giovedì 9 giugno 2011

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The Splendour of Sunsets

What can be more emotive and striking to the senses then that magical moment ,  when the fading glory of the sun disappears below the horizon, at sunset ? Not that the image you see is real, for the air itself, through refraction of light, creates a mirage in which we believe we see the sun slipping below the horizon, but in fact it has already been there for some minutes.

We should remember, also, that sunset and dusk are different animals, dusk being when darkness actually falls, after a period of twilight. There is no doubt that anyone could wax lyrical about the incredible beauty of the rainbow colors that are always in evidence at this most spectacular time of day, all due to what is known as atmospheric defraction.

This is the process by which rays of light from the sun, or indeed magnetic waves, are made to alter their paths through the atmosphere by the varying densities of air that they encounter. The intensity of the various rainbow colors seems to be magnified at this time of day, the reds and oranges, greens and blues seeming much more vibrant than usual.

This may be due to the scattering of the light rays mentioned earlier, throughout the layers of the atmosphere, because the particles which create the scattering effect are of differing sizes and wavelengths.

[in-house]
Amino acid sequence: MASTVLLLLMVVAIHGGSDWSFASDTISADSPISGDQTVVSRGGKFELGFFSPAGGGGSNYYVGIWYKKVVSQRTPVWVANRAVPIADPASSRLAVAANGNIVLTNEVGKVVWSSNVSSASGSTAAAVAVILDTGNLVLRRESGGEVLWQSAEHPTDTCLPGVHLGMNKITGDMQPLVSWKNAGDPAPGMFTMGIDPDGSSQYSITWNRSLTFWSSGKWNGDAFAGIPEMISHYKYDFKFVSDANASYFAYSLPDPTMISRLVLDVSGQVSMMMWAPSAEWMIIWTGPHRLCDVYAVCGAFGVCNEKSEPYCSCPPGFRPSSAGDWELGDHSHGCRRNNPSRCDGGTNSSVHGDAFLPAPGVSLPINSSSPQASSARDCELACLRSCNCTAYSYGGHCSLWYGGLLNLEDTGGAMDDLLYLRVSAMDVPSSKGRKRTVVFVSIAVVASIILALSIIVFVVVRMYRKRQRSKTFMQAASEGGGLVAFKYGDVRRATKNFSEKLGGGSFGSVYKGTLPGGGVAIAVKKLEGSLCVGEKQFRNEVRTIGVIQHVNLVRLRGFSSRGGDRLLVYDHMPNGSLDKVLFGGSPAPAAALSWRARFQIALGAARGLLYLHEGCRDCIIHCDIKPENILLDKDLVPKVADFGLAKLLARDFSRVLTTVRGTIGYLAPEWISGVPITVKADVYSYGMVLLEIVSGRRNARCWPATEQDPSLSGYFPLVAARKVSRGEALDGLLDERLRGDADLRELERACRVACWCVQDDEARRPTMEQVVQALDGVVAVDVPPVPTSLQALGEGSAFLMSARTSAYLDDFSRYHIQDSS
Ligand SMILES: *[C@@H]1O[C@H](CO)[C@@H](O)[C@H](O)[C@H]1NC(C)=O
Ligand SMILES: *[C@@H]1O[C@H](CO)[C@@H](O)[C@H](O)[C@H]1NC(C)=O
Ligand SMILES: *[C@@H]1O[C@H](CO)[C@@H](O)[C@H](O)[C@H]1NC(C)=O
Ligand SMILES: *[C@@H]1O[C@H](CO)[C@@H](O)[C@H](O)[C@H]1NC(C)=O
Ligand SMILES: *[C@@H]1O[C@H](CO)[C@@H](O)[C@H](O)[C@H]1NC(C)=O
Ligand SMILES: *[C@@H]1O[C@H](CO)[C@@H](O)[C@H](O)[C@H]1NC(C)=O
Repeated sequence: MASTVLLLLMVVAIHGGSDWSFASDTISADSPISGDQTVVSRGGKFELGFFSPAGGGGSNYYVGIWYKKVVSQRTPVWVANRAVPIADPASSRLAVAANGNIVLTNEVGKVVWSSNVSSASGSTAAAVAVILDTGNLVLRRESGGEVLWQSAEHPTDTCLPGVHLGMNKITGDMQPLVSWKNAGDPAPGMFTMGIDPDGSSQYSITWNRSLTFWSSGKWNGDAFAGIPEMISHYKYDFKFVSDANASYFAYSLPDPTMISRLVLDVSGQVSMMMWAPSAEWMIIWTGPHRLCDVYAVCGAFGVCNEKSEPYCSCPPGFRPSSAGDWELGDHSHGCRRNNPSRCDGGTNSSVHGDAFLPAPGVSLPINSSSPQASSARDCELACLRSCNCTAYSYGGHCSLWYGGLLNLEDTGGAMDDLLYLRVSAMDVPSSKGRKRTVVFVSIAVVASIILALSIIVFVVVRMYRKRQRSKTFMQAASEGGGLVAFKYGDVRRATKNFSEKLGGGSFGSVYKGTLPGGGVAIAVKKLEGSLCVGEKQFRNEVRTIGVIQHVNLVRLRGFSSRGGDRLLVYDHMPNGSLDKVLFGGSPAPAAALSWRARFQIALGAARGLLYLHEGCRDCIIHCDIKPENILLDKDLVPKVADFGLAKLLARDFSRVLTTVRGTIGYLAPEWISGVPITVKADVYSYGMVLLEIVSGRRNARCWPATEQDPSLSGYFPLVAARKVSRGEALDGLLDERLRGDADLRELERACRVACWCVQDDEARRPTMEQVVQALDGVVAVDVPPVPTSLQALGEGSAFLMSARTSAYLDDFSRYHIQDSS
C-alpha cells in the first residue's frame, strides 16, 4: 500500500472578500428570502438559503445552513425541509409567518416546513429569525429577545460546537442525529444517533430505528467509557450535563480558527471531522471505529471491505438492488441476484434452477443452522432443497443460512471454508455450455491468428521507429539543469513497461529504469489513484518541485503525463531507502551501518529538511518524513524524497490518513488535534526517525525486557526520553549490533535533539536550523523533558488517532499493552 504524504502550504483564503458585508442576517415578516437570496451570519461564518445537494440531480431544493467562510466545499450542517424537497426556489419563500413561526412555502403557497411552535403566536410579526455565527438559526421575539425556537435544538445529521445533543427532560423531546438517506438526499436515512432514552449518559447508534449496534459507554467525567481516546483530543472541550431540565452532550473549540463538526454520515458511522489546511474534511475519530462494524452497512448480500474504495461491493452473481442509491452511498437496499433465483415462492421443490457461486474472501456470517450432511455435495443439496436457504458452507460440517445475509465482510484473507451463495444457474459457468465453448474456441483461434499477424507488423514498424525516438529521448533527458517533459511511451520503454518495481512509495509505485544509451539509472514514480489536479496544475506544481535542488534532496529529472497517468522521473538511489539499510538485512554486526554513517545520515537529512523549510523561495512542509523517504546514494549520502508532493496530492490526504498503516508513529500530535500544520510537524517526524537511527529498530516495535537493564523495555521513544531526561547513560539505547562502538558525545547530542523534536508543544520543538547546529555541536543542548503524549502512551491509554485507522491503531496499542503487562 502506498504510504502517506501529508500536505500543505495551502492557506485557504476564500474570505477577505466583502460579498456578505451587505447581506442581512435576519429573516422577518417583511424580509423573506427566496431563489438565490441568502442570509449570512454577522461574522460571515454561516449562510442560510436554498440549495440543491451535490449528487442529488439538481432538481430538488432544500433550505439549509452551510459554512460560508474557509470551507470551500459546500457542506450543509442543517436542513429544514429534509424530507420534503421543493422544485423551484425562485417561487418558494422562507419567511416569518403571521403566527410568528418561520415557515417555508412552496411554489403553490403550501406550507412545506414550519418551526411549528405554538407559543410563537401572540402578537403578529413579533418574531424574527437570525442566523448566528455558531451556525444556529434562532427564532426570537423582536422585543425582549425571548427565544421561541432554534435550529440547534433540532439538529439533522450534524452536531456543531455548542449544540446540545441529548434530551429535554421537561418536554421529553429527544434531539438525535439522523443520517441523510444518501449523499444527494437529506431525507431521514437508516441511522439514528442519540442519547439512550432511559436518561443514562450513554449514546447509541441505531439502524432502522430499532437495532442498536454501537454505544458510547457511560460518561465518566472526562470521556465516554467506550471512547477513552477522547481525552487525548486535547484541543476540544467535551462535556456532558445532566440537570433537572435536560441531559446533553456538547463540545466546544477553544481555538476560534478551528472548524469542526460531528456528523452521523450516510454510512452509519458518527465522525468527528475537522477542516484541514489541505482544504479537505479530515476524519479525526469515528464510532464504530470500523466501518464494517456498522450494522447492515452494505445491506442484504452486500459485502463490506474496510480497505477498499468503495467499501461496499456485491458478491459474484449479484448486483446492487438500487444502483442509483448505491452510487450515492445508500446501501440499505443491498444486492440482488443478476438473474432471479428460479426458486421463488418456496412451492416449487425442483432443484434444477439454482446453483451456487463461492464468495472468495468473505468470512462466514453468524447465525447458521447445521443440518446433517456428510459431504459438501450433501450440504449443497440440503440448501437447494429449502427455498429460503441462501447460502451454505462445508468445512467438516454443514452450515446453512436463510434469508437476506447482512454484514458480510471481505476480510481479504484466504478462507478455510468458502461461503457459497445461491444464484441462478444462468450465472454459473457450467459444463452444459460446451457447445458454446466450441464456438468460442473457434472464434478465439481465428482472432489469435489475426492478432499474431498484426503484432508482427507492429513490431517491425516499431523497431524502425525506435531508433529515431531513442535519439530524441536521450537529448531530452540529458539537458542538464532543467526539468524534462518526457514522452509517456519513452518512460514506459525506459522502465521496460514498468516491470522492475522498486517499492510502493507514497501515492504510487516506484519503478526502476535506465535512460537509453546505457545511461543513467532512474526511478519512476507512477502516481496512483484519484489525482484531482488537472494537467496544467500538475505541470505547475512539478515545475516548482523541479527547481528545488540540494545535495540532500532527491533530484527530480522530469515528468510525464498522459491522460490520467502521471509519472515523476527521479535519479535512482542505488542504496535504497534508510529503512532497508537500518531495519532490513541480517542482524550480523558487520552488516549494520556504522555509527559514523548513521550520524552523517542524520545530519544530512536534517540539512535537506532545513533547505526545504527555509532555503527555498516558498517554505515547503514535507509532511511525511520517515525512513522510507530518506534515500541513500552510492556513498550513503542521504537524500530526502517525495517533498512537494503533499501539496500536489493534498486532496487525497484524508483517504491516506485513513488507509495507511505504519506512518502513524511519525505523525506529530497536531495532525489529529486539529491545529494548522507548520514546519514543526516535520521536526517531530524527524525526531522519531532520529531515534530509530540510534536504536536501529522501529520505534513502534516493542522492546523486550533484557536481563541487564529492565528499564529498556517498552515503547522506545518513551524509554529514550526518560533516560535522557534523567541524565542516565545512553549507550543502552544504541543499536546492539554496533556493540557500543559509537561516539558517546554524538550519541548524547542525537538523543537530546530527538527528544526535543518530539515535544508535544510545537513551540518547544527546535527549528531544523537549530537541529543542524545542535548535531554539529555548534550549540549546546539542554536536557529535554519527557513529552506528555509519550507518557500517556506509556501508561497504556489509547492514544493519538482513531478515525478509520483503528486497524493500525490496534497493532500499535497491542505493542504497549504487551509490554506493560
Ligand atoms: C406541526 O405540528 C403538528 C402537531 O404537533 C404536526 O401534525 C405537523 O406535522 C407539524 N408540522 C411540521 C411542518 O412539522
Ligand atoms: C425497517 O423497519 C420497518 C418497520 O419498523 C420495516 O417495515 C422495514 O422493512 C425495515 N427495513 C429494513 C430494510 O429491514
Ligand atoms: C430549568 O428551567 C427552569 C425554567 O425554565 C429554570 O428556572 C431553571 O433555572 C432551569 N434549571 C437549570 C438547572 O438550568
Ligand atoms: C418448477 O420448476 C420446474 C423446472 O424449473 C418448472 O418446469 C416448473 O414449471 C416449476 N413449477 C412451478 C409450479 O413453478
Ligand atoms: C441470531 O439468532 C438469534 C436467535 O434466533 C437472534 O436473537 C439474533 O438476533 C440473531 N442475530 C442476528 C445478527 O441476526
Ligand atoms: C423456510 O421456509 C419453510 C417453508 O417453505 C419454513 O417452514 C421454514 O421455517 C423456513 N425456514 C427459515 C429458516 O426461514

Sometimes, with particular regard to light rays, the process is referred to as the Rayliegh Scattering, after the scvientist who first discovered it.  When it comes to the movement of light through gases, shorter wavelength colors are scattered more.

This means that violet and blue are much more widely dispersed than yellow and red light,  so the more particles there are in the atmosphere at the time, the more dramatic and pronounced are the displays of colour that this amazing  natural light show produces.

Sunset invariably brings an extra intensity to this spectacle than does sunrise, simply because the required particulates are much more in evidence at that time in the day. There is little doubt that the physics of this phenomenon, whilst interesting, do little to really describe the incredible beauty of it in the sky, and every day has a uniqueness to it, akin to the human fingerprint, for no two sunsets could ever be the same, just as the conditions of the atmosphere above us must vary from moment to moment.

There may be those who wonder how sunsets must appear on other planets, and we can show one from Mars, but the lack of real atmosphere inevitably means a lack of colour, so they can never be as wonderful as the sunsets we experience here on earth. Nature loves to show off, at certain times of day, and we should be thankful that such glorious sights are ours to enjoy, absolutely free. Long may it continue to be possible.


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